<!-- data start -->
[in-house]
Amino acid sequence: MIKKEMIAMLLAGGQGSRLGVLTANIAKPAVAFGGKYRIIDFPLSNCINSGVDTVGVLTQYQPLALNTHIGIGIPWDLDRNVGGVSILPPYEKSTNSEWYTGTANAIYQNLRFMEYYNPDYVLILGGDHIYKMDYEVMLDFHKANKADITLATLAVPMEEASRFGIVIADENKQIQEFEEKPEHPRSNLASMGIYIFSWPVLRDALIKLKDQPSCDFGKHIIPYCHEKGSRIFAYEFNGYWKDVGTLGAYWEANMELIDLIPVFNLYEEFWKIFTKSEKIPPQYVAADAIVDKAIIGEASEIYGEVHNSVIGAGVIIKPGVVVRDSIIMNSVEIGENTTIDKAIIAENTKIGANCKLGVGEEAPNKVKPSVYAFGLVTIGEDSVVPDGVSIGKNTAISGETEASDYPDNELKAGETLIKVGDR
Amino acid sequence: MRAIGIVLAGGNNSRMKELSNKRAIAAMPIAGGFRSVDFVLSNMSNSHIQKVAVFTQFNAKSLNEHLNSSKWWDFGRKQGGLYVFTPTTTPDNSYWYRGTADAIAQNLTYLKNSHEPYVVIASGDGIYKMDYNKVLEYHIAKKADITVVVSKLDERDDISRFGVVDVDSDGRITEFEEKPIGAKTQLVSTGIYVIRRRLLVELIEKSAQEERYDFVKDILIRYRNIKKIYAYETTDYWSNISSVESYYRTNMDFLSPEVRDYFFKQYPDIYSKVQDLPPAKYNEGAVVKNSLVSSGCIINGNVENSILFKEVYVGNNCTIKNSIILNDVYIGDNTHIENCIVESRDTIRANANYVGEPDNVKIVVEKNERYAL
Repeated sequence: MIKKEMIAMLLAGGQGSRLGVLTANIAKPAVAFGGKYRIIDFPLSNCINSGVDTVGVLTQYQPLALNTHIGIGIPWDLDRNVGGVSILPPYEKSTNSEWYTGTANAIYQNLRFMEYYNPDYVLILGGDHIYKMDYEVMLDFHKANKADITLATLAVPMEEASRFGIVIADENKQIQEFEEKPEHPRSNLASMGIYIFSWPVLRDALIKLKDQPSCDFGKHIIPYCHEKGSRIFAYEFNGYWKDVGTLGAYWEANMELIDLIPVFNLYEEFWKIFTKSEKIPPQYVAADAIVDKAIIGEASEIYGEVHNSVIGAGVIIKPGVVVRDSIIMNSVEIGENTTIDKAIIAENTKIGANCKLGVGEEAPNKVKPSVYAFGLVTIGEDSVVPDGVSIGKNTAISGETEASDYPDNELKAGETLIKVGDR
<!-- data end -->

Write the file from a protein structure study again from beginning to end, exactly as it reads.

[in-house]
Amino acid sequence: MIKKEMIAMLLAGGQGSRLGVLTANIAKPAVAFGGKYRIIDFPLSNCINSGVDTVGVLTQYQPLALNTHIGIGIPWDLDRNVGGVSILPPYEKSTNSEWYTGTANAIYQNLRFMEYYNPDYVLILGGDHIYKMDYEVMLDFHKANKADITLATLAVPMEEASRFGIVIADENKQIQEFEEKPEHPRSNLASMGIYIFSWPVLRDALIKLKDQPSCDFGKHIIPYCHEKGSRIFAYEFNGYWKDVGTLGAYWEANMELIDLIPVFNLYEEFWKIFTKSEKIPPQYVAADAIVDKAIIGEASEIYGEVHNSVIGAGVIIKPGVVVRDSIIMNSVEIGENTTIDKAIIAENTKIGANCKLGVGEEAPNKVKPSVYAFGLVTIGEDSVVPDGVSIGKNTAISGETEASDYPDNELKAGETLIKVGDR
Amino acid sequence: MRAIGIVLAGGNNSRMKELSNKRAIAAMPIAGGFRSVDFVLSNMSNSHIQKVAVFTQFNAKSLNEHLNSSKWWDFGRKQGGLYVFTPTTTPDNSYWYRGTADAIAQNLTYLKNSHEPYVVIASGDGIYKMDYNKVLEYHIAKKADITVVVSKLDERDDISRFGVVDVDSDGRITEFEEKPIGAKTQLVSTGIYVIRRRLLVELIEKSAQEERYDFVKDILIRYRNIKKIYAYETTDYWSNISSVESYYRTNMDFLSPEVRDYFFKQYPDIYSKVQDLPPAKYNEGAVVKNSLVSSGCIINGNVENSILFKEVYVGNNCTIKNSIILNDVYIGDNTHIENCIVESRDTIRANANYVGEPDNVKIVVEKNERYAL
Repeated sequence: MIKKEMIAMLLAGGQGSRLGVLTANIAKPAVAFGGKYRIIDFPLSNCINSGVDTVGVLTQYQPLALNTHIGIGIPWDLDRNVGGVSILPPYEKSTNSEWYTGTANAIYQNLRFMEYYNPDYVLILGGDHIYKMDYEVMLDFHKANKADITLATLAVPMEEASRFGIVIADENKQIQEFEEKPEHPRSNLASMGIYIFSWPVLRDALIKLKDQPSCDFGKHIIPYCHEKGSRIFAYEFNGYWKDVGTLGAYWEANMELIDLIPVFNLYEEFWKIFTKSEKIPPQYVAADAIVDKAIIGEASEIYGEVHNSVIGAGVIIKPGVVVRDSIIMNSVEIGENTTIDKAIIAENTKIGANCKLGVGEEAPNKVKPSVYAFGLVTIGEDSVVPDGVSIGKNTAISGETEASDYPDNELKAGETLIKVGDR